I am a heavy Twitter user. I enjoy following a variety of accounts and currently follow over 4300 people. If I want to ensure that I do not miss someone’s tweets, I add them to one of my Twitter lists.
Twitter lists are an incredibly useful way of organising the Twitter accounts that you follow into different categories. Whilst I enjoy the diverse comments and articles that are included in my general Twitter timeline, it is really useful for me to be able to hone in on certain subsets of accounts that I am following.
For example my Twitter lists “prefernottomissatweet”, “motivational” and “Start-up/Tech” contain the Twitter accounts whose tweets I try always stay on top off – all the other accounts I follow I am happy to leave it a bit up to luck and timing whether I see their tweets.
At work I make use 3 screens connected to my MacBook Air; one of these screens has Tweetdeck permanently open on this screen. Tweetdeck allows me to display my lists on one screen, in separate columns. I also dedicate columns to @replies from our various Twitter accounts.
[Pro Twitter tip: I am always surprised at how many people haven’t heard of Tweetdeck. Tweetdeck helps you organise your Twitter account in incredibly useful ways. If you haven’t ever used Tweetdeck it is worth trying it. Tweetdeck is a Twitter client owned by Twitter. TweetDeck is available as a desktop app, a web app, or a Chrome app, and can be downloaded at tweetdeck.com. I use the desktop version.]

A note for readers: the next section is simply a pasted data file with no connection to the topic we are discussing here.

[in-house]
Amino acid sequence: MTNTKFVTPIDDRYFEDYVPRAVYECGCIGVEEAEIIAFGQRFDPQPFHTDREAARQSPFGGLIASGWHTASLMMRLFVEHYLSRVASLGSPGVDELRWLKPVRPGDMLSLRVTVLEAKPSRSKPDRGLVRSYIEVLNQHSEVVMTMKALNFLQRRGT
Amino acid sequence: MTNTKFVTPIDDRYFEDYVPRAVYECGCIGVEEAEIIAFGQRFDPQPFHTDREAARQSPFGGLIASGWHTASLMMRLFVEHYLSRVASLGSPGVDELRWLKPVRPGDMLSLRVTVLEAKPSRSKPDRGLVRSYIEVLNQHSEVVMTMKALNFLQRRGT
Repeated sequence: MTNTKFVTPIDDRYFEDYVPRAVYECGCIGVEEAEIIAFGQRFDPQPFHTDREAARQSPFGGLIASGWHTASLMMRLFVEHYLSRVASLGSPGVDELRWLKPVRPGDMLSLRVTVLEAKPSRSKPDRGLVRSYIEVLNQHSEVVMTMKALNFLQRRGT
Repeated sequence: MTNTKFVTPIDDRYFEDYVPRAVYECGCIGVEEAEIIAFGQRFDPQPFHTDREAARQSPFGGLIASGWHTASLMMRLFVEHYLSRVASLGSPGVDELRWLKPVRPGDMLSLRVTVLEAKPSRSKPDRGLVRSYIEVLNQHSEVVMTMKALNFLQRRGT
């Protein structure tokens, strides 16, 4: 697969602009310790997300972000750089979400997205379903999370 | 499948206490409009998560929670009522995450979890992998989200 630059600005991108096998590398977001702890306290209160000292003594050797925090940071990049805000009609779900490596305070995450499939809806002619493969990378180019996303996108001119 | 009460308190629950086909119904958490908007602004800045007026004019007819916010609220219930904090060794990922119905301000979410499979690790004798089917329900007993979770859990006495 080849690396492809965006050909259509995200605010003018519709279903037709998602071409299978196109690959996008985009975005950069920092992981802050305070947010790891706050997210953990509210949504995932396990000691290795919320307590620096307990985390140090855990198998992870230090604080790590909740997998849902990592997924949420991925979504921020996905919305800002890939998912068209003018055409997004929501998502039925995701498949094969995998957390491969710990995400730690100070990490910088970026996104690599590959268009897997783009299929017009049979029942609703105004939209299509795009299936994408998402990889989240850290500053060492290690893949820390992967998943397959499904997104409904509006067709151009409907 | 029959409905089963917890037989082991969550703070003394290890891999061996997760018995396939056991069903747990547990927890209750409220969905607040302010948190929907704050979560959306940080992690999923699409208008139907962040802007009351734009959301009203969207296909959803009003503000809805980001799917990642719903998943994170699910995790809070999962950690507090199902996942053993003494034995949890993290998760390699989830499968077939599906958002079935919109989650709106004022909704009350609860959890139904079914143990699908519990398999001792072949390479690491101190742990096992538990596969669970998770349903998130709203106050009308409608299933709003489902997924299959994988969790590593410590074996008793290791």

My TweetDeck is configured to display the timelines of 3 of my Twitter list as the first 3 columns and helps me stay on top of the curated group of Twitter accounts within my follow list.
However, when I’m on the go the TweetDeck + list system doesn’t work.
Yesterday on my general Twitter timeline I saw a tweet about a Podcast that seemed like it would be an interesting listen. I was walking somewhere and was about to head into a meeting. I quickly tried to make a mental note of the account that made the tweet.
By the time I got home I had of course forgotten the details of the Podcast. I did however remember that the Twitter profile that sent out the tweet had “Podcast” somewhere in their Twitter bio.
So I attempted to track down the account that made the tweet by using ManageFlitter’s “Search Your Followers & Following” feature.
I put “Podcast” in the search field and selected “People you follow”.
ManageFlitter surfaced the 47 accounts I am following that have “Podcast” in their bios.
By rolling over the bios individually, I quickly and easily identified the account (Dr Linda Tucker) that made the tweet about the Podcast that I was after. Since I had already made a mental note of the account and Podcast at the time my memory easily remembered which account it was once I actually saw the account!
This took a total of about 3 minutes and was extremely useful.
Please note that you can also use ManageFlitter’s PowerMode feature to a similar search similar to the one above.
Have you ever needed to search the bios of the people you are following or who are following you?
I would be interested to hear your experience with the ManageFlitter “Search Your Followers & Following” feature.